Kathryn Bigelow's most acclaimed films, particularly "The Hurt Locker" and "Point Break," view masculinity from an outside perspective, finding both sweetness and frightening violence within these men. This theme began all the way back in Bigelow's directorial debut, the moody crime drama "The Loveless." The 1981 drama was itself a promising enough debut, but Bigelow would find much greater insight on the male psyche in her later work.

In addition to being Bigelow's debut, "The Loveless" is also one of the first major screen roles for Willem Dafoe, playing a member of a motorcycle gang who rides into a small town and falls in love with the daughter of an anti-biker zealot. Dafoe's considerable charisma is already in place and he's the main reason to watch this film, despite its many faults. 

There's a compelling idea about Dafoe's lover getting caught between two opposing but similarly toxic brands of masculinity, but it's not dwelled upon enough between endless scenes of tough-guy slang and brooding. "The Loveless" only runs 85 minutes, but it still drags on and on, with not much of note happening until the gut-punch ending. Bigelow's next film was "Near Dark," which would replace the bikers with vampires and make every compelling idea in "The Loveless" part of a scarier, exciting whole, rather than a concept more interesting to think about than watch.

Tony Scott, Loving Memory

From his start in Hollywood to his death in 2012, Tony Scott almost exclusively made big-budget action thrillers. But as he went on, those thrillers became defined by their experimentation as much as their action, using avant-garde visual and editing techniques as new ways of creating blockbuster thrills. Scott's late turn towards arthouse conventions may be unexpected from the director of "Top Gun," but it makes sense after watching his debut, a strange 50-minute feature called "Loving Memory."

The 1971 film shows Scott's artistic side without any of the action movie conventions, following two elderly siblings after they kill a bicyclist, take him home with them, and pretend that he's their dead brother. Scott's style is slow-moving black-and-white shots, interrupted by jarringly loud noises made by even the most ordinary household items. Scott creates a masterfully unsettling atmosphere, keeping the audience as off-balance as he did in his later Hollywood work.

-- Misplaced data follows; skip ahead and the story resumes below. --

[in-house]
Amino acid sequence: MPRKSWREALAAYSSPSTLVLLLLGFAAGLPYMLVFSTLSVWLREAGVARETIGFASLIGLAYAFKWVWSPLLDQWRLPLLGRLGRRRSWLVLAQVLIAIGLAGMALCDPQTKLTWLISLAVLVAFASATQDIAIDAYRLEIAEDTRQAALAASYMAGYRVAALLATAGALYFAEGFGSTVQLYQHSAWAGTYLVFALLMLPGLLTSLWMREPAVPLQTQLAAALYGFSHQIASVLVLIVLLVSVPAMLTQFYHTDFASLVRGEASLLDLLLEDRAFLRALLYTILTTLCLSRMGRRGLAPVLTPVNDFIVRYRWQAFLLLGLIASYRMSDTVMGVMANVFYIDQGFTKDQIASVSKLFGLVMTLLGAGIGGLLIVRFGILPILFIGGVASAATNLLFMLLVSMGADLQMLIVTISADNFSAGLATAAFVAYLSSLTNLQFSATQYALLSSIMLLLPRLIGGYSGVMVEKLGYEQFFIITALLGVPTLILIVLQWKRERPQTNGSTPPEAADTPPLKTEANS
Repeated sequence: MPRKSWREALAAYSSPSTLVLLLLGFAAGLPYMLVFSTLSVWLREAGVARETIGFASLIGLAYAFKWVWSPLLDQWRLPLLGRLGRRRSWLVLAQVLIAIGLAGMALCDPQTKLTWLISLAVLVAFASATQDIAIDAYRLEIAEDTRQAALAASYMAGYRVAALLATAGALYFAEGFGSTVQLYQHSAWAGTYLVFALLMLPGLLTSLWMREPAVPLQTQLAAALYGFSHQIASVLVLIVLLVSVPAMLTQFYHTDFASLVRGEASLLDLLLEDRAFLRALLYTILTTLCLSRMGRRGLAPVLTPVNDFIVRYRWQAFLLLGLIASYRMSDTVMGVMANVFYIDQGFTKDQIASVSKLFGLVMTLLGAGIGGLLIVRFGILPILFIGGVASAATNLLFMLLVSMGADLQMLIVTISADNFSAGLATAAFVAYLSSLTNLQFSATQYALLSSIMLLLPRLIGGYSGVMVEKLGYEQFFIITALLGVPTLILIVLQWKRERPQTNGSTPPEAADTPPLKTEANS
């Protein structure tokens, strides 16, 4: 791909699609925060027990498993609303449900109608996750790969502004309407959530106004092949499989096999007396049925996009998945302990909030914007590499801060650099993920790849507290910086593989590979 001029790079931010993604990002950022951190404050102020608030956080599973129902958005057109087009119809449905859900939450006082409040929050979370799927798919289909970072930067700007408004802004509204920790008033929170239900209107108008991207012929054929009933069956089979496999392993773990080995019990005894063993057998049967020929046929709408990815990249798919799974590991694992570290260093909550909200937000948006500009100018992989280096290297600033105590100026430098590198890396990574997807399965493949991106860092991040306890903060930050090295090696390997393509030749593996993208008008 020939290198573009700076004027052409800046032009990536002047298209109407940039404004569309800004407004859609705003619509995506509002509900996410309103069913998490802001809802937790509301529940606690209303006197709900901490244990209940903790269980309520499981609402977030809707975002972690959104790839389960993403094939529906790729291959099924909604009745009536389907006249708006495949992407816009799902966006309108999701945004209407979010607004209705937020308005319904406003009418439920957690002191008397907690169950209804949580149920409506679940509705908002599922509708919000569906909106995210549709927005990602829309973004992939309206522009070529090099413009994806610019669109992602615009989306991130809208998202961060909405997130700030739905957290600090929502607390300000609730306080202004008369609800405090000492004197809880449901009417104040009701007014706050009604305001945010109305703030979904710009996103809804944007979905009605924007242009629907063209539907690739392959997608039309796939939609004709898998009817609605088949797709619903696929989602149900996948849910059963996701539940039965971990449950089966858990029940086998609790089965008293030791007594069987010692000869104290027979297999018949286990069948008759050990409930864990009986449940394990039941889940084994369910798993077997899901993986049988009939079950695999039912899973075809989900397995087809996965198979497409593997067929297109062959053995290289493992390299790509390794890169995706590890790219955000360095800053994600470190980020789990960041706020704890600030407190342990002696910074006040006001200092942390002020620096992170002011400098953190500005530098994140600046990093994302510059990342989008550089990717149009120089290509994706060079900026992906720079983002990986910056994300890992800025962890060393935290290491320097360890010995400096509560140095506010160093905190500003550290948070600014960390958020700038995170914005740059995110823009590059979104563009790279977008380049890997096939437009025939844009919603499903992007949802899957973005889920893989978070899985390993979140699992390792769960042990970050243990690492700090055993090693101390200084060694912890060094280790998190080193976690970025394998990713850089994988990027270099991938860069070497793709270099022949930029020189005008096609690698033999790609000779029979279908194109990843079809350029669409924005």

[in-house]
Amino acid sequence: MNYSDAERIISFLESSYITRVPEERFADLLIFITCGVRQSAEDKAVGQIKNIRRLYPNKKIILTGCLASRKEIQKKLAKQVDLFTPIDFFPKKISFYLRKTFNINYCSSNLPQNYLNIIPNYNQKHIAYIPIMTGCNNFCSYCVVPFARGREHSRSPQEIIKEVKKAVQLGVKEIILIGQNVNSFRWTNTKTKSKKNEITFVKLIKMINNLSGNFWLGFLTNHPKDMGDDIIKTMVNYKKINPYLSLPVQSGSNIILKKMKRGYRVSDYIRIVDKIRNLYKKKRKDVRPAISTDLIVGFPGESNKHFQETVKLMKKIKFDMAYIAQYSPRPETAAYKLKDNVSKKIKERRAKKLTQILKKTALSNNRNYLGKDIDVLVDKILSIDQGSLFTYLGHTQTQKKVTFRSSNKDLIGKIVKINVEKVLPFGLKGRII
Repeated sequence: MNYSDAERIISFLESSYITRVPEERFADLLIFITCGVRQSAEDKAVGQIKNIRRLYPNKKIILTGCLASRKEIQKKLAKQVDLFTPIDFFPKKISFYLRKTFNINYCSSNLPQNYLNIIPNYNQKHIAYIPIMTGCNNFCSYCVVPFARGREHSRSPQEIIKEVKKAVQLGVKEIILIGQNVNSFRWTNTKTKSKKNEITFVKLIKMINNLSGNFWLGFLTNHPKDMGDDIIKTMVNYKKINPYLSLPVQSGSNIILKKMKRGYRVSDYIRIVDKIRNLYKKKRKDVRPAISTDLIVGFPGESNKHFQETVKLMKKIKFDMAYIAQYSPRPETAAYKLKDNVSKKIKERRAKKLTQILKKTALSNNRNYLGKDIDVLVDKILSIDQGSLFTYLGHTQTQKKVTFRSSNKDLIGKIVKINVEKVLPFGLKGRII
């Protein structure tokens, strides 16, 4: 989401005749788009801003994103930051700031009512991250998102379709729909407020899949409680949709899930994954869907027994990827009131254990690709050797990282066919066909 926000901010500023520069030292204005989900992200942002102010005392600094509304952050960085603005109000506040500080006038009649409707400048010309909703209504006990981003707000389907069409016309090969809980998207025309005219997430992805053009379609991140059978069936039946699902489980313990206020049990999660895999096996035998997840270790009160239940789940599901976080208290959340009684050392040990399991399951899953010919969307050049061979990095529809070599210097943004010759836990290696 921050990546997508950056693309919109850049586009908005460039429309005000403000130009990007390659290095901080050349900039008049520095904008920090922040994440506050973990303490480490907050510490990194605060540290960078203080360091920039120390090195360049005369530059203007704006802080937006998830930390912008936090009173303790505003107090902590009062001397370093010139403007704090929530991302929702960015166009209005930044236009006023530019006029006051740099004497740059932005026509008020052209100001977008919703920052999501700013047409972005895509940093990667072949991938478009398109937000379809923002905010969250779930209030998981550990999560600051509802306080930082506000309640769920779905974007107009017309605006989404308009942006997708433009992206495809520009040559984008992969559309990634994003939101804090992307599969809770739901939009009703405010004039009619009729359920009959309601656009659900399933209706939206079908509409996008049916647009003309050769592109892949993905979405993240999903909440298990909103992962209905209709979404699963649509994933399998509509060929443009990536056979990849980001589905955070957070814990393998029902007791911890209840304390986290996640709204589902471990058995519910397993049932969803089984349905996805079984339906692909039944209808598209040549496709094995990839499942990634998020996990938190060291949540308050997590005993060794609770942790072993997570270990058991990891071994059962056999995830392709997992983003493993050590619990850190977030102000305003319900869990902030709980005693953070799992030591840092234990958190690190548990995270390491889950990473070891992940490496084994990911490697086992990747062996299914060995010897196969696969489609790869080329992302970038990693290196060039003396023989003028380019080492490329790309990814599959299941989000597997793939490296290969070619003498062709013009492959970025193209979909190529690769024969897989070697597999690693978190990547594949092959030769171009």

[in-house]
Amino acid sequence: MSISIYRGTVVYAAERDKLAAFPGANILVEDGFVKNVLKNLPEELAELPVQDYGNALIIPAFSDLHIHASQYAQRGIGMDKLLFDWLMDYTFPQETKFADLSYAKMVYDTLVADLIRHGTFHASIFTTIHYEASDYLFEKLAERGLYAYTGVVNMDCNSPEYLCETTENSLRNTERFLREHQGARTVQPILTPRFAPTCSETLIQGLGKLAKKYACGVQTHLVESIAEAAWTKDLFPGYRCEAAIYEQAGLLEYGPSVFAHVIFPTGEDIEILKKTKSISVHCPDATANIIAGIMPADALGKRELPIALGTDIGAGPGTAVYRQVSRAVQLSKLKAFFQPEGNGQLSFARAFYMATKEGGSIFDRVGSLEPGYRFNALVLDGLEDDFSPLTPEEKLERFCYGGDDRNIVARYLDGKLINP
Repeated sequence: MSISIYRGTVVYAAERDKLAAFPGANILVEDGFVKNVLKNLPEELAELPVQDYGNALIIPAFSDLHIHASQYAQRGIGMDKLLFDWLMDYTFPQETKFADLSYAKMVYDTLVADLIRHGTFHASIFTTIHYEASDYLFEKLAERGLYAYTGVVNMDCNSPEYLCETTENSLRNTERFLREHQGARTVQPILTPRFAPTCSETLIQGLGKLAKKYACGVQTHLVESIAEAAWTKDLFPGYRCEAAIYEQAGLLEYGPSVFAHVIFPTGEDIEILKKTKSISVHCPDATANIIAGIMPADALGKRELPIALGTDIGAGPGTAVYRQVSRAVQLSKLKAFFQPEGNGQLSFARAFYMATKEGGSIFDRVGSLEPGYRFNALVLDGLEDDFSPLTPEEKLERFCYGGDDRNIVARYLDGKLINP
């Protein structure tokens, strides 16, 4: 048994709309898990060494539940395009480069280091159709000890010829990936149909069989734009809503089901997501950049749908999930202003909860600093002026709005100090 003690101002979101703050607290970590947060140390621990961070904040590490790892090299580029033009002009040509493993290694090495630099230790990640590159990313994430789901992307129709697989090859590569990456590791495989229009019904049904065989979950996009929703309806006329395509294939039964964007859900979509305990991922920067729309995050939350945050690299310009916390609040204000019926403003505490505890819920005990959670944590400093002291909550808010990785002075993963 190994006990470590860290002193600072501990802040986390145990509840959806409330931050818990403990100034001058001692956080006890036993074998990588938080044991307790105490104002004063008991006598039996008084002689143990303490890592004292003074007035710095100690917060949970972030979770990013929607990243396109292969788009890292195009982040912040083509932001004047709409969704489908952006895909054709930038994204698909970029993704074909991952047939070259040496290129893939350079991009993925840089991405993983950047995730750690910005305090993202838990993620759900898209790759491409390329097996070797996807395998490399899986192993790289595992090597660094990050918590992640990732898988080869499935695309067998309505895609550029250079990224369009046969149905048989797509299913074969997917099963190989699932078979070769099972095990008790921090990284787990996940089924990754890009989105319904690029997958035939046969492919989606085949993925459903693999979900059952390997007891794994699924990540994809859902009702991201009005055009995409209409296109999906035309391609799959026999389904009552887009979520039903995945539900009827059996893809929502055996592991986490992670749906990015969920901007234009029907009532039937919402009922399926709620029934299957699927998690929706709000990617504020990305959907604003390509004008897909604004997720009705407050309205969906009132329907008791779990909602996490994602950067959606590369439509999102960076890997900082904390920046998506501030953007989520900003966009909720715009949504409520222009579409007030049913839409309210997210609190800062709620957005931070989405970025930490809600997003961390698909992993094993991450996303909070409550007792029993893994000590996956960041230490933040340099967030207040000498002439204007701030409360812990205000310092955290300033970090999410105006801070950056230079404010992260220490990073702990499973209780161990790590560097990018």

"Loving Memory" is ultimately not as good as that later work because of Scott's efforts as a screenwriter, a position he never took again on any of his movies. This was for the best, as Scott's script relies too heavily on monologues that detail the siblings' delusions when the premise itself is more than enough to get those delusions across. Scott would soon learn that visuals could be a far more important tool to convey his messages than words.

Spike Lee, Red Hook Summer and Da Sweet Blood of Jesus

2018's "BlacKkKlansman" and 2020's "Da 5 Bloods" was seen as a comeback for Spike Lee, who had spent the prior decade mostly making critical and commercial bombs for increasingly smaller audiences. The audiences became particularly miniscule for two Lee films in this period, 2012's "Red Hook Summer" and 2014's "Da Sweet Blood of Jesus."

"Red Hook" and "Sweet Blood" don't share much in common. "Red Hook" is a slice of life about the Red Hook Projects in Brooklyn, while "Sweet Blood" is Lee's remake of the cult-classic Black vampire movie "Ganja & Hess." But they share Lee's desire to separate from Hollywood in this period, making the movies he wants to make without any of the concessions that come with studio work. 

"Red Hook" was made on a shoestring budget, with much of its crew being Lee's students from when he taught film at NYU, and "Sweet Blood" was financed entirely through Kickstarter. Lee spoke out against the Hollywood system during this period, complaining that the studios refused to greenlight anything besides safe, guaranteed tentpoles. Lee certainly doesn't play it safe in either movie, taking serious risks like inserting a last-minute subplot about abusive Catholic priests into "Red Hook." His risk-taking, even in the face of potential embarrassment, is one of Lee's defining features as a filmmaker, and while the risks in these two didn't pay off, their failings showed a director still courageous enough to put himself out on a limb.